Tag Archives: digital cameras

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Which lens should I buy for my Nikon D60?

I have an important question for all the experienced photographers who happen to read my blog. I just spent a couple of weeks working with my colleagues in the Google Dublin office. Everyone there is great, and it’s really impressive how they cover so many different languages and help webmasters in so many different markets.


Despite Ireland’s rainy reputation I had plenty of opportunities to take photos, and you can see a picture from the top floor of one of the Google Dublin buildings at the beginning of this post. I also managed to drop my camera, a Nikon D60, lens-first to the pavement. This was right before a trip to Ireland’s beautiful west coast, including Connemara. My 18-55mm Nikon kit lens wasn’t completely smashed, but zooming is painful, autofocus doesn’t always work, and something is out-of-plane because I get annoying directional blur in the sides and bottom corners of most shots.

So I need to replace the 18-55mm. I don’t have a lot of budget for cameras and equipment, hence the D60. I have a few ideas about what I might get, but between the experienced photographers I know and rest of the web I hope to get some suggestions, pointers, and other wisdom.


Here’s what I’m thinking about:

Sigma 18-250mm f/3.5-6.3 DC OS HSM. I keep wanting more telephoto than my kit lens, and I’d like to have one versatile lens that I can leave on the camera for entire trips. It’s got decent reviews, and more importantly, it looks like I can pick it up for under $500, compared to $750+ for the Nikon 18-200mm f/3.5-5.6G AF-S ED VR II. One drawback with any super zoom lens is weight, and this one clocks in at 628 g. I might also consider the older Sigma 18-200mm is it’s significantly cheaper.

The Nikon 18-105mm f/3.5-5.6 AF-S DX VR ED Nikkor Lens is tempting too, but Ken Rockwell isn’t a fan and I’ve had luck with his recommendations in the past. It looks like I can pick it up for $360 and probably get a lightly used one for even cheaper – this is the kit lens for some cameras so a lot of people sell it when they upgrade. Not as much zoom as the Sigma but also not as much weight – only 420 g.

I’m also really interested in picking up a prime lens at some point. I take a lot of photos of my kid, and she’s moving faster every day. Any recommendations on 55mm vs 35mm? Should I pick up a used 18-105mm and use the savings to pick up a prime lens too, or is buying used a big risk with these kinds of lenses?

Please tell me what you think (or that I’m crazy and should pick up something completely different instead) in the comments below.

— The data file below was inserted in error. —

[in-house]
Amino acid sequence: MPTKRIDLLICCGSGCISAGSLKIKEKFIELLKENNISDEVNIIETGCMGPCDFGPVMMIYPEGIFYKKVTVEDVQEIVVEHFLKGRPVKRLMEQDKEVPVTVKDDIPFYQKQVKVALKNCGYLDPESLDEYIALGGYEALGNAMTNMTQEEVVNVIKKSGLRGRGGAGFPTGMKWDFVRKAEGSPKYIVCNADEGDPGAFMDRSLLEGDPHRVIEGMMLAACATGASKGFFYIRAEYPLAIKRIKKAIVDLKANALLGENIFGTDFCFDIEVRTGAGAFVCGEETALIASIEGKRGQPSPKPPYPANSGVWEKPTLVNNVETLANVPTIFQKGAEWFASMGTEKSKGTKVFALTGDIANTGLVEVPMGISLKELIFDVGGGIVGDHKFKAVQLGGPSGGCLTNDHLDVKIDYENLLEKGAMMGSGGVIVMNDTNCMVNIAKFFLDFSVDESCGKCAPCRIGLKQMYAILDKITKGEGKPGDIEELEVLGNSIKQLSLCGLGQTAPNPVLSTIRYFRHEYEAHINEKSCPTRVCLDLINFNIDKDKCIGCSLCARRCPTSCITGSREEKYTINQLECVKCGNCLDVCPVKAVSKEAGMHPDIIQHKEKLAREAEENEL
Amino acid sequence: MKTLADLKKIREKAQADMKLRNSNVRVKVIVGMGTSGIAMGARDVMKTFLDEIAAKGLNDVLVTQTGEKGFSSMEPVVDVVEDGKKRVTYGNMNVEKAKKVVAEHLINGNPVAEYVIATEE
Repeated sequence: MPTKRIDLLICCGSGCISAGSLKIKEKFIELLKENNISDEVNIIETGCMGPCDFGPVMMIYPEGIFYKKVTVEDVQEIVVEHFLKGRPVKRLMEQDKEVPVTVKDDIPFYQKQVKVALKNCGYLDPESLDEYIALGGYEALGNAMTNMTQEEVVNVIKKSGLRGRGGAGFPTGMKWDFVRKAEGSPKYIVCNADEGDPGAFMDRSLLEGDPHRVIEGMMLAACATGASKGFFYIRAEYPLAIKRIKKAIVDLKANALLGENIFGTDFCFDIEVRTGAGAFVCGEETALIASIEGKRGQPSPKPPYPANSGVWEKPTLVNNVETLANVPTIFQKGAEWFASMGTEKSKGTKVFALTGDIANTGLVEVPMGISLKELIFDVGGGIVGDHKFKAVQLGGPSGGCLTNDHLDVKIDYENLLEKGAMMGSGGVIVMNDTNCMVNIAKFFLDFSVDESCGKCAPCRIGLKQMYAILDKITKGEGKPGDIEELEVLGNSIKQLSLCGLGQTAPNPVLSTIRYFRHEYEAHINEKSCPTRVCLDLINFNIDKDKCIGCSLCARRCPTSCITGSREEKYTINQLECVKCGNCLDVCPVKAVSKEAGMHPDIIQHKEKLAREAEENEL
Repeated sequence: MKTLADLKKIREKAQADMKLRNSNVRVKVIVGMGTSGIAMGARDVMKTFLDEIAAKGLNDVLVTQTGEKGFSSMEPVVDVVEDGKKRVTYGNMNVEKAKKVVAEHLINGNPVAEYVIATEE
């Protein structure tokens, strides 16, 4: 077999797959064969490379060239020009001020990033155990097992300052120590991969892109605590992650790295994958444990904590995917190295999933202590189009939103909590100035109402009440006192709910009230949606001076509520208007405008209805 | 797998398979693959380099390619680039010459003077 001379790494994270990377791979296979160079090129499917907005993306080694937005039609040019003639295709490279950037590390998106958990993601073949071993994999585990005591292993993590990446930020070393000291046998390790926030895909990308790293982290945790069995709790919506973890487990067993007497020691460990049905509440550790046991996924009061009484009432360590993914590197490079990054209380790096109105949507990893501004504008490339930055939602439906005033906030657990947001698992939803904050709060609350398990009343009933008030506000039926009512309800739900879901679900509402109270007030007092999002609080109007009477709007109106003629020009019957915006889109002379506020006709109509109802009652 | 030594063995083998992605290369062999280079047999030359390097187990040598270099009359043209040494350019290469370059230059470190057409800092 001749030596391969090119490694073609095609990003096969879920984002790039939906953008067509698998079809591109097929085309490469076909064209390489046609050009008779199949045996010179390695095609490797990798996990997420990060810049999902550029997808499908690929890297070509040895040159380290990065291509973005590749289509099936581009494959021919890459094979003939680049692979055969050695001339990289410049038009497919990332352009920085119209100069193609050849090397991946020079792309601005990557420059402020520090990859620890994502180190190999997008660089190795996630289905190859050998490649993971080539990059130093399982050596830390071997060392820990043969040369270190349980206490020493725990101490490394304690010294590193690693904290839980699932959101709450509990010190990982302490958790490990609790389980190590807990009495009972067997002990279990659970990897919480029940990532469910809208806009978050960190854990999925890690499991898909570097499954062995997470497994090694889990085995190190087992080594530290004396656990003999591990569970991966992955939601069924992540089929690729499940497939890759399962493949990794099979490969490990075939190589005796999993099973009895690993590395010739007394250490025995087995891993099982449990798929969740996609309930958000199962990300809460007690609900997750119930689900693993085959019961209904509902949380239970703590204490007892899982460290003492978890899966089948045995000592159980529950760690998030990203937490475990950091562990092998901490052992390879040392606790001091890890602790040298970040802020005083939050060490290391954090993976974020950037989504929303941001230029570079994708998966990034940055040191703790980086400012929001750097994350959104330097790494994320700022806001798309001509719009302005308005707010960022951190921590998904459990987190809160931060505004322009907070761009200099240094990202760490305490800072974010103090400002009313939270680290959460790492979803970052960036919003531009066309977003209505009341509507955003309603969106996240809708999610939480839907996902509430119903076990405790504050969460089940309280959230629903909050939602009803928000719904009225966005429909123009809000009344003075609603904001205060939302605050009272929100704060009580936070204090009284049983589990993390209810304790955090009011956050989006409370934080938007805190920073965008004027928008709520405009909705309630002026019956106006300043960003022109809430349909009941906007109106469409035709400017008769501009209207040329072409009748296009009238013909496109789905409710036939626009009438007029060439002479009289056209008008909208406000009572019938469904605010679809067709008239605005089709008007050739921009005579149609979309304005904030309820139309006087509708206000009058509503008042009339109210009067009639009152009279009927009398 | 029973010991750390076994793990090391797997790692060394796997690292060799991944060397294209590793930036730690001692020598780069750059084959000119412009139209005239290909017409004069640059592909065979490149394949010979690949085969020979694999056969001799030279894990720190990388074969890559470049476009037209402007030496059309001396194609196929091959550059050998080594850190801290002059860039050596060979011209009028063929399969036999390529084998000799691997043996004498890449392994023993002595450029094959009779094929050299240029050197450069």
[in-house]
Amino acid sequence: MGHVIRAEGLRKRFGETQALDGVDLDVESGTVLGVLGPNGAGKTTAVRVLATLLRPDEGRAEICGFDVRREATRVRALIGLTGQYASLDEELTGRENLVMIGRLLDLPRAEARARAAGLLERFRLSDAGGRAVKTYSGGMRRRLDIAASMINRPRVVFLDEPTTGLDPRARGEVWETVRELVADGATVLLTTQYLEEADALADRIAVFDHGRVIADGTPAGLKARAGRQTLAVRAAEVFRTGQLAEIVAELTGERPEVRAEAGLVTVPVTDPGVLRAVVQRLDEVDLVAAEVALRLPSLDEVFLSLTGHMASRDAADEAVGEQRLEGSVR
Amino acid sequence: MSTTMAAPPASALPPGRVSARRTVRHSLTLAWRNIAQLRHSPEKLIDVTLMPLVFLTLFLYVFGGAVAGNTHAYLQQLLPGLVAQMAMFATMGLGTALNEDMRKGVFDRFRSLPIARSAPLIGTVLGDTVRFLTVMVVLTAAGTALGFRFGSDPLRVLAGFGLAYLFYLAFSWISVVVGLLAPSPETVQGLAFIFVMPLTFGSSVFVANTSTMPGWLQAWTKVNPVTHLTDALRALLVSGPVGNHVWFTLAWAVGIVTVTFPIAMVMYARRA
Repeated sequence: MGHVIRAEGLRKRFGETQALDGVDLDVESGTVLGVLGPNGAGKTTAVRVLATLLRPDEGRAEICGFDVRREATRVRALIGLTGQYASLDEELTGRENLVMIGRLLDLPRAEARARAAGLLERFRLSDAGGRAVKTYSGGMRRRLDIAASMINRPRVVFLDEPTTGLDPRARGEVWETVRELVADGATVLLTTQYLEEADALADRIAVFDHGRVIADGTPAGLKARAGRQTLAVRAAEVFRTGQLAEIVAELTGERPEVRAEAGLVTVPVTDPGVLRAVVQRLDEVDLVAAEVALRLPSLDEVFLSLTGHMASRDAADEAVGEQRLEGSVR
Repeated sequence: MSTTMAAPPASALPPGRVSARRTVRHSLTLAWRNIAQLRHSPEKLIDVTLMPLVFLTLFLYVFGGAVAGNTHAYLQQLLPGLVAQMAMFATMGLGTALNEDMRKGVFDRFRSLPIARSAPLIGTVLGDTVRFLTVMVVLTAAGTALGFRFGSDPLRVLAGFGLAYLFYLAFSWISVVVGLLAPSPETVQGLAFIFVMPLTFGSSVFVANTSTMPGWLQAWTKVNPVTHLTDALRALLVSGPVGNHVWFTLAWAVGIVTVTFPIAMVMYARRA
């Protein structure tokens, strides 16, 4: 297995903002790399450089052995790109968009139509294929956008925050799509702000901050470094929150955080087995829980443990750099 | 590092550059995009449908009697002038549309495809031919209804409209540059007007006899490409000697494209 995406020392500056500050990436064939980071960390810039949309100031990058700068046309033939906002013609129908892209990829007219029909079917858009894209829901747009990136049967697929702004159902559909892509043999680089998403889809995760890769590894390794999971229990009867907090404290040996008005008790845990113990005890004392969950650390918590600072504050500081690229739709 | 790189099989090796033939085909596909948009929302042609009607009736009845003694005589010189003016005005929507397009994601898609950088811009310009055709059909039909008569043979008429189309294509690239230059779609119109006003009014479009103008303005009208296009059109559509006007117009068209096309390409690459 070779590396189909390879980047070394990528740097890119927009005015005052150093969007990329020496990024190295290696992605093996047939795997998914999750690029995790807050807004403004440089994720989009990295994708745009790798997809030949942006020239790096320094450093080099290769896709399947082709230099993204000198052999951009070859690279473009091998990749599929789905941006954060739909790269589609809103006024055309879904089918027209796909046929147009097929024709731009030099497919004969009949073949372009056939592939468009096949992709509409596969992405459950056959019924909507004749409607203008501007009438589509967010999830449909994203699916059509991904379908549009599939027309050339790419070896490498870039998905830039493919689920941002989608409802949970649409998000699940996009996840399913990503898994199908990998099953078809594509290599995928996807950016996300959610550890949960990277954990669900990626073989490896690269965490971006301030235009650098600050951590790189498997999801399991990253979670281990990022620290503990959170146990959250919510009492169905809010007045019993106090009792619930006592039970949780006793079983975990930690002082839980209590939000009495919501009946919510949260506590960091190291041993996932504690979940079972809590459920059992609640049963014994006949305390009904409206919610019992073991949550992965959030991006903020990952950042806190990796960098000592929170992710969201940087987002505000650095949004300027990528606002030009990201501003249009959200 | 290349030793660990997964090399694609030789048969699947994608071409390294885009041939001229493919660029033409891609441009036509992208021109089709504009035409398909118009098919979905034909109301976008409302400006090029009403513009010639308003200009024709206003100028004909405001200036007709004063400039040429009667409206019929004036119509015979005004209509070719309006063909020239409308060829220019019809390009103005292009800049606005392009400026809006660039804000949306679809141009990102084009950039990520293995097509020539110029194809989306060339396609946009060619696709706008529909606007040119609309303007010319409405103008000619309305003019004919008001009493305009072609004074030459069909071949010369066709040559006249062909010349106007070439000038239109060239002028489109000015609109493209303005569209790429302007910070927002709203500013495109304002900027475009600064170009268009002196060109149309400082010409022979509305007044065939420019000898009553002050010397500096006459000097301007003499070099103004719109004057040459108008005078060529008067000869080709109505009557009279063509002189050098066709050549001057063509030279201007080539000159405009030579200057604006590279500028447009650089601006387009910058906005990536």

Obsolescence and obscurity in digital cameras

University Hall Tower at OWU I’m planning on buying a new DSLR, and as I looked through old photos from college today I started to think about my first digital camera, a Philips ESP50.  Here’s a page with some specs, translated from German.

I remember buying the camera, logged in to eBay from my parents’ house late at night the day after Christmas.  I think I ended up paying something like $250 for it.

This was before the megapixel war, when 640 by 480 was considered a viable resolution.  This camera applied tortuous levels of JPG compression to fit images on the 4MB disk.  At the time, though, it seemed like a good deal.  Film cost money, and developing film cost money, and most of the year I was a ramen-noodle-eating college student.  Probably the biggest reason to go digital was the tiny little screen on the back – you could actually tell if you got the shot, instead of waiting to get back a bunch of blurry prints.

The camera is painfully obsolete now, and even then it was somewhat obscure.  The thing is, the Web was a pretty amazing place even back in 1998 – there were lots of web pages about this camera.  I remember reading at least a couple reviews, and searches for it on WebCrawler or Alta Vista or whatever I used back then came up with retailers, other auction sites, etc.  Look for information about this camera now, and it seems that it has been largely forgotten:

And that’s about it.

I wonder, is this the destiny of all cameras?  Will I do a search for my Nikon Coolpix 5700 in 2014 and come up with just as little, or has the Web expanded so quickly that the copious product reviews, blog posts, and technical discussions on photography forums outweigh the force of entropy?  I wonder if the Internet has gained any stability as it has matured – do pages tend to stick around longer, or is linkrot a constant of the universe?

Future generations will hardly feel deprived if they miss out on information about some crappy old digicam.  Still, you never know what kind of information will end up being useful to someone at some point, and this same problem extends to all the information on the Web – from reviews of obsolete products to the human genome.  If a website goes under and deletes a thousand blogs, it won’t exactly make the news.  But our great-grandchildren might look at that stuff the way we look at letters from the Civil War.

The only solutions I have are more effort behind projects like archive.org, increased data portability, and rational intellectually property laws that don’t make saving 70-year-old content from deletion into a federal crime.

For discussion, how do you deal with ancient equipment, keeping around old web content, or even archiving old email?